This takes me to the last thing I ask of my beginners. Sign up for a race. Local 5Ks are a real eye opener for new runners. The first time I ran a 5K was the first time I ran 3 miles without walking. The excitement of racing plus my competitive nature pushed me to a whole new level. The crowd made it fun! Running a race is not really about winning, it is about getting out there, meeting other runners, and having a really good time. You find out really quick that the skinny chick that looks fast may just be a recovering couch potato who barely eats and will have to walk half the distance to finish, and the person carrying a whole lot of extra weight may be an endurance power house that will finish, shower, and change clothes before the last person crosses the line because they have a strong heart and big muscles hiding under that extra weight. Sure, an overweight person has to work harder and so probably won’t win, but my point is that you can’t judge a book by its cover, especially in endurance racing. After my first marathon, I heard someone complaining that a “little old lady” was leading the 4:30 pace group (that means she was in charge of carrying a sign that indicates she will maintain a steady pace and cross the finish line in 4 hours and 30 minutes.) I pointed out that that I regularly get left in the dust by little old ladies and that particular little old lady finished almost a half hour before me without breaking a sweat!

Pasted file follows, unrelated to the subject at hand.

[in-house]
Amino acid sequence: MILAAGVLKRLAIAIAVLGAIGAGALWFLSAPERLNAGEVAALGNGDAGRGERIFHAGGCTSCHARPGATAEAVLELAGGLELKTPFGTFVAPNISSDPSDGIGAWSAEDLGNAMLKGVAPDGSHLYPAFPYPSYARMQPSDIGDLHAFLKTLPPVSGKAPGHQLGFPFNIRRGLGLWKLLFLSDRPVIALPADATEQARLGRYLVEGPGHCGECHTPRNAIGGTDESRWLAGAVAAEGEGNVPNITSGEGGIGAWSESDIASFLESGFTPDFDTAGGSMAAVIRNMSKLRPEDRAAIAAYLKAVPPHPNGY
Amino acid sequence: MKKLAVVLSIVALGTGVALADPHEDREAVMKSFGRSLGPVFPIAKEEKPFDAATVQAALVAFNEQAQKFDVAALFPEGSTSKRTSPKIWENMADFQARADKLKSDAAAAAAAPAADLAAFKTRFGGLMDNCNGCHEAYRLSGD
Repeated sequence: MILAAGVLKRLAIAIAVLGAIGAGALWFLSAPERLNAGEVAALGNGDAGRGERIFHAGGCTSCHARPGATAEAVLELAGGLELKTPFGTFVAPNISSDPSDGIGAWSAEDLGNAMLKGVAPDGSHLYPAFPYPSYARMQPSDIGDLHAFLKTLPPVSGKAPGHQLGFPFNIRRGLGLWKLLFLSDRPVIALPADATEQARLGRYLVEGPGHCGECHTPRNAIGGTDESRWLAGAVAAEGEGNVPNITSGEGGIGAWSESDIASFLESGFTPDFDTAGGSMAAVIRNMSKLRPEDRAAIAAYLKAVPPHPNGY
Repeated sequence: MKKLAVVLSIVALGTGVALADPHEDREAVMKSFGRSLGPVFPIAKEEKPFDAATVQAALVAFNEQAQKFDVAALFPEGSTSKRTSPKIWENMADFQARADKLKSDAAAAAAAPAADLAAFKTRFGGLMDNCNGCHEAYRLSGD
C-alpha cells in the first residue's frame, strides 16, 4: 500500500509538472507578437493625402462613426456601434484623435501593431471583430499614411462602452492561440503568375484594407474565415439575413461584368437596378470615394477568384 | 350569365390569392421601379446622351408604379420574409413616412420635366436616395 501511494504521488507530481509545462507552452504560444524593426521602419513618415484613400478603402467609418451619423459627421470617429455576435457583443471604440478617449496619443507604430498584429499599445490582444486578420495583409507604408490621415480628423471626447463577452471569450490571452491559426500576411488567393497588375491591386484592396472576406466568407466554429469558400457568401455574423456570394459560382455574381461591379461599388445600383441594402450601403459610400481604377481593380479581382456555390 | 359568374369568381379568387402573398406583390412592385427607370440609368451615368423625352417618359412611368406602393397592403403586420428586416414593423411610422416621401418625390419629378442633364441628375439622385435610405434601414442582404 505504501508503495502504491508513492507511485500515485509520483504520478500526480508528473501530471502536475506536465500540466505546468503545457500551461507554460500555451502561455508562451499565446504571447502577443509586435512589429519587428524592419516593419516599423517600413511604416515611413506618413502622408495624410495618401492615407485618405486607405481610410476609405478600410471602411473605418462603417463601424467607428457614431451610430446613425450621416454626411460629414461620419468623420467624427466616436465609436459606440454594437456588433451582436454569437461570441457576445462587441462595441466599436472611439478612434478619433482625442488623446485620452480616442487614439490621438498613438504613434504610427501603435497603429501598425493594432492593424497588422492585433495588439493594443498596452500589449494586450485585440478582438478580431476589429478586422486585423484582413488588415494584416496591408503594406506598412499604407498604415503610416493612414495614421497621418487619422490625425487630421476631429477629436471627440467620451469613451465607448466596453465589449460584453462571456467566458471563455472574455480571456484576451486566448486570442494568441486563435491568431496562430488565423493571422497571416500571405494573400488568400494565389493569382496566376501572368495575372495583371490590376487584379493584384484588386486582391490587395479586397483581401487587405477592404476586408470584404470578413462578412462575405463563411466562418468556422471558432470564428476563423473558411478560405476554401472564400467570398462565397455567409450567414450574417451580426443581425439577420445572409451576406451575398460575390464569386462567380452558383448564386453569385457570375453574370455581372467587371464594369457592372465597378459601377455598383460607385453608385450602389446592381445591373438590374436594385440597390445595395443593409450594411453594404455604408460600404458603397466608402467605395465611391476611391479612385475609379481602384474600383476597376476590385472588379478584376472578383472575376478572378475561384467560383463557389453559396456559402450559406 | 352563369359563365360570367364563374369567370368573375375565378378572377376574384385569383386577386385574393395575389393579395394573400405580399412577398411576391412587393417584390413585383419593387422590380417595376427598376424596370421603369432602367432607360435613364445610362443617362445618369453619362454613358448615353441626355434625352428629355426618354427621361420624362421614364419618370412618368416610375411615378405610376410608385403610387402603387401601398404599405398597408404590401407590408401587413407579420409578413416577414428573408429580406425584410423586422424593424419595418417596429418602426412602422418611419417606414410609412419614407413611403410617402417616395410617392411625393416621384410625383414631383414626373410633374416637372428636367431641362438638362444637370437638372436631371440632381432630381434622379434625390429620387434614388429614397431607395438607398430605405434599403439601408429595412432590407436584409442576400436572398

Last, but not least, the issue of weight loss. Most people start running with one major goal: to lose weight. I have to be honest with you, it will take you at least a year to build up enough speed and mileage to burn a really significant amount of calories during your weekly runs. HOWEVER, that is no reason to give up. The best way to do it is to look at running as part of a new lifestyle that incorporates cardio (stationary bike, elliptical, stepmill, rowing machine, aerobics, or walking), weight training, and diet changes along with your running. As you become a stronger runner, more of your time will shift to actually running, but the fastest way to lose weight is to alternate days with running and cardio. If you don’t have a reasonable way to get to the gym, you can always walk on your non-running days. Walking uses different muscles and will still give you a good dose of exercise without the risk of injury that comes with running every day when you are a beginner.
My final thought is for people with Rheumatoid Arthritis or any other disease that slows you down. Nothing is impossible to overcome. You have to take advantage of the good days to make gains and those gains will help you though the bad days. I know runners with cancer, auto-immune diseases, heart problems, and even cerebral palsy. They enjoy their vigor and strength when they can find it and muddle through the weak days knowing there are better ones ahead. We start small with range of motion exercises, water jogging, walking, anything to get moving and keep going. I personally cannot find a middle ground, it is either keep pushing or curl up and die and I am definitely not ready